Has anyone said anything about the pain being from your bursa?   I have had a lot of problems with the bursas in my knees and they are painful (that pain I remember) and the pain I had was in the areas you discussed.   But you need to have a trained medical person talk with you about this.  If you are not getting answers find someone else!

    The one thing I have learned while recovering from the knee replacement is we heal/not heal and respond to pain differently and while they put the "average response" to things like medial meniscus tears in books or on the internet...some of us don't fit in that average response category.    


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  • Posted

    I tore my meniscus 7 years ago running , didn’t feel it till next day , had mri on it and was told if I had arthroscopy it would probably be okay , but when they looked it wasn’t and I needed a knee replacement. I didn’t want to have it so waited too long putting weight on my good leg and in the end I had it done . My other knee was done 6 mths ago and I believe if I had had first op immediately then this one would have been avoided for much longer . So good luck 
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  • Posted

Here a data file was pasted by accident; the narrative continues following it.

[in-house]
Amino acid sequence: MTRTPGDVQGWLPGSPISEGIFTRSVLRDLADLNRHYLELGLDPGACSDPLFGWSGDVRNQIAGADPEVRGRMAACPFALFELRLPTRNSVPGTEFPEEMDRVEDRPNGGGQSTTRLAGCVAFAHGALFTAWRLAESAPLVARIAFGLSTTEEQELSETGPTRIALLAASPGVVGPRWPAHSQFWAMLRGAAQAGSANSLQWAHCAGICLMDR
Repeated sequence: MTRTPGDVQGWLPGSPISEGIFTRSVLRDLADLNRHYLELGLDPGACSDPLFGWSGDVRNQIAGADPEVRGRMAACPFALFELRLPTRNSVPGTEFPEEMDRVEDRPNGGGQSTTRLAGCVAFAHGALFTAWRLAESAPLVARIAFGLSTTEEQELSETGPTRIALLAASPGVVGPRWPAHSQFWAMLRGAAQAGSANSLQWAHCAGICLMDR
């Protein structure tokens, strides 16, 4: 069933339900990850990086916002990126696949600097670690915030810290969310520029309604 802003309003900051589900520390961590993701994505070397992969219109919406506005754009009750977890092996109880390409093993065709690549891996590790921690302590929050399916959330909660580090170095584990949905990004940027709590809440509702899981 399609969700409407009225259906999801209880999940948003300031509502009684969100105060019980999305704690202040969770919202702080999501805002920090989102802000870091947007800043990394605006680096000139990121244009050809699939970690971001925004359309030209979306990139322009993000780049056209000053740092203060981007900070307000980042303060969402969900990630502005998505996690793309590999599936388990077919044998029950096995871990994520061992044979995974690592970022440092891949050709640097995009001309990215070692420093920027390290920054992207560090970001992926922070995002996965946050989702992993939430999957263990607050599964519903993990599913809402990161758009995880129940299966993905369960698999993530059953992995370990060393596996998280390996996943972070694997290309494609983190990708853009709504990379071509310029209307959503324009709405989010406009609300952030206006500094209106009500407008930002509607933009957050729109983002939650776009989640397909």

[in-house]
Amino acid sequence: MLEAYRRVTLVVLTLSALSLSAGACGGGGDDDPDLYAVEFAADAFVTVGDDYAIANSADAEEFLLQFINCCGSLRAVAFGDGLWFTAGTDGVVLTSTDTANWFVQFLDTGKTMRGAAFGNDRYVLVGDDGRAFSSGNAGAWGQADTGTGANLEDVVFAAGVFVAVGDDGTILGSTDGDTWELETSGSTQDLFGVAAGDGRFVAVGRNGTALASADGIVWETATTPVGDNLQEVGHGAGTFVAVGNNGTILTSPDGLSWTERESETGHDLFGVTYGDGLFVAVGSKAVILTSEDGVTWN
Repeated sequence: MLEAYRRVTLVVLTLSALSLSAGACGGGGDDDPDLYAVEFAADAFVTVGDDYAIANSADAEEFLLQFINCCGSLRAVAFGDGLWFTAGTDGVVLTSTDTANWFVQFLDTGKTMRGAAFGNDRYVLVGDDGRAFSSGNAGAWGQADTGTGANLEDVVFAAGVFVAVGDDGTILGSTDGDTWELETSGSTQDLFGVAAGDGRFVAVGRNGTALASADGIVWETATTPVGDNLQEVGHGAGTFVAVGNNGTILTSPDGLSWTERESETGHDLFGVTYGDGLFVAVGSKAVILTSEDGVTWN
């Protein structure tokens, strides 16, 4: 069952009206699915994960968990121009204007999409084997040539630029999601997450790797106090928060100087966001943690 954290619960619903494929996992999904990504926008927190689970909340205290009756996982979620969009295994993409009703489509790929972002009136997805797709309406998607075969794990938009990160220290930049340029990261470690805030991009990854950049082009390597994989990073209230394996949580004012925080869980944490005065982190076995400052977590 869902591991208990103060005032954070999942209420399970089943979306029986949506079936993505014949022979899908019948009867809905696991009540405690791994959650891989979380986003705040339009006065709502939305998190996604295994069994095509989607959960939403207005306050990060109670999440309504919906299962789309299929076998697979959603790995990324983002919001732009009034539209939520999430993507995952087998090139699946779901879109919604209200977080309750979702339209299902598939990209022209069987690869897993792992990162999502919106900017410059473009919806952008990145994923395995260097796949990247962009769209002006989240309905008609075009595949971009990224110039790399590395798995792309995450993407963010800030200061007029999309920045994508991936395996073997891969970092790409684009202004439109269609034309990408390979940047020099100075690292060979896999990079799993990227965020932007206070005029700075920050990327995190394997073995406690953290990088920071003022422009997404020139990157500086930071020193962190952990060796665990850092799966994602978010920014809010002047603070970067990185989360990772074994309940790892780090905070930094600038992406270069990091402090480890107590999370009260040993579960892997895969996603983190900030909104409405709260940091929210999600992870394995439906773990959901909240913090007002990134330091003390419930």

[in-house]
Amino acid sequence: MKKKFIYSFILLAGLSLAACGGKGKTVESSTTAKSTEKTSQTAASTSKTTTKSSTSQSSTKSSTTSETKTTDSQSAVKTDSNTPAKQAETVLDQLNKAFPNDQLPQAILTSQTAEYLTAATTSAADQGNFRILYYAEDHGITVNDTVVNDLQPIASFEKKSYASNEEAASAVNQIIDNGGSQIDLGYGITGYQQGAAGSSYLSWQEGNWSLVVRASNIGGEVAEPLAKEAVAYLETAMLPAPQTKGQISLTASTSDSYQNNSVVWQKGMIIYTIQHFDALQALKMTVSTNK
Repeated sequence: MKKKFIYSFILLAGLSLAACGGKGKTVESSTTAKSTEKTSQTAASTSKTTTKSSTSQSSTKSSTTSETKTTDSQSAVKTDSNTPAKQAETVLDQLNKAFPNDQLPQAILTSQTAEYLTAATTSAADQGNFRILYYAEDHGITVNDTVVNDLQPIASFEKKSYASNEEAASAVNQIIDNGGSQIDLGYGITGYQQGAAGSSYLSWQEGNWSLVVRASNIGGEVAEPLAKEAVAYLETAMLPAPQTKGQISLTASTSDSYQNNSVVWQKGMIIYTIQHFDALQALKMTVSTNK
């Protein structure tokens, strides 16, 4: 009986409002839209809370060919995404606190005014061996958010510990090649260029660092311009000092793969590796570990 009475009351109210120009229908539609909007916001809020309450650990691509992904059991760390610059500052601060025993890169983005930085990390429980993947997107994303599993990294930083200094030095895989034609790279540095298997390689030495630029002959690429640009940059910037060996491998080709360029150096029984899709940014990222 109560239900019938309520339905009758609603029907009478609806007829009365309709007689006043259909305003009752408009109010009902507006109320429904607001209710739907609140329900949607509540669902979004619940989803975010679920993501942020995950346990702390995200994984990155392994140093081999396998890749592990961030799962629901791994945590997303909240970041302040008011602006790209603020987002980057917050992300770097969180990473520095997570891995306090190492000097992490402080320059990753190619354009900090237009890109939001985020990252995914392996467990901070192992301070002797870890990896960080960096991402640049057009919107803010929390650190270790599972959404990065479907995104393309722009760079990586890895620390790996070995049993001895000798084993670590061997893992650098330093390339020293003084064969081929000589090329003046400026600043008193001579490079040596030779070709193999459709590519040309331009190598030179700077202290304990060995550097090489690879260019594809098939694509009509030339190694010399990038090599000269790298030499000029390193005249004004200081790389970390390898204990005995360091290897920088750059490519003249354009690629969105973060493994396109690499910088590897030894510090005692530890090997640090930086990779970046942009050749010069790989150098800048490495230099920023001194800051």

Haleba,   Like I have said I have had lots of pain in my tendons and ligaments over the years that could fill books...I am in the US and have worked with doctors, acupuncturist, chiropractors and physical therapist.   My free two cents, when it comes to tendons and ligaments doctors/surgeons don't know and/or don't care because there is nothing they can do for $$$ to fix.

    It took awhile but I asked around  and found a wonderful physical Therapist company and that made all the difference for me since they worked on the ligament/tendon irritations and understood them.   

    Not sure if you have that option.  

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    • Posted

      Kind of in this mess because of excessive physical therapy, but sure there are good ones out there that will carefully monitor your pain in order not to worsen things.

       PM me a link if these "good guy" therapists have a web site.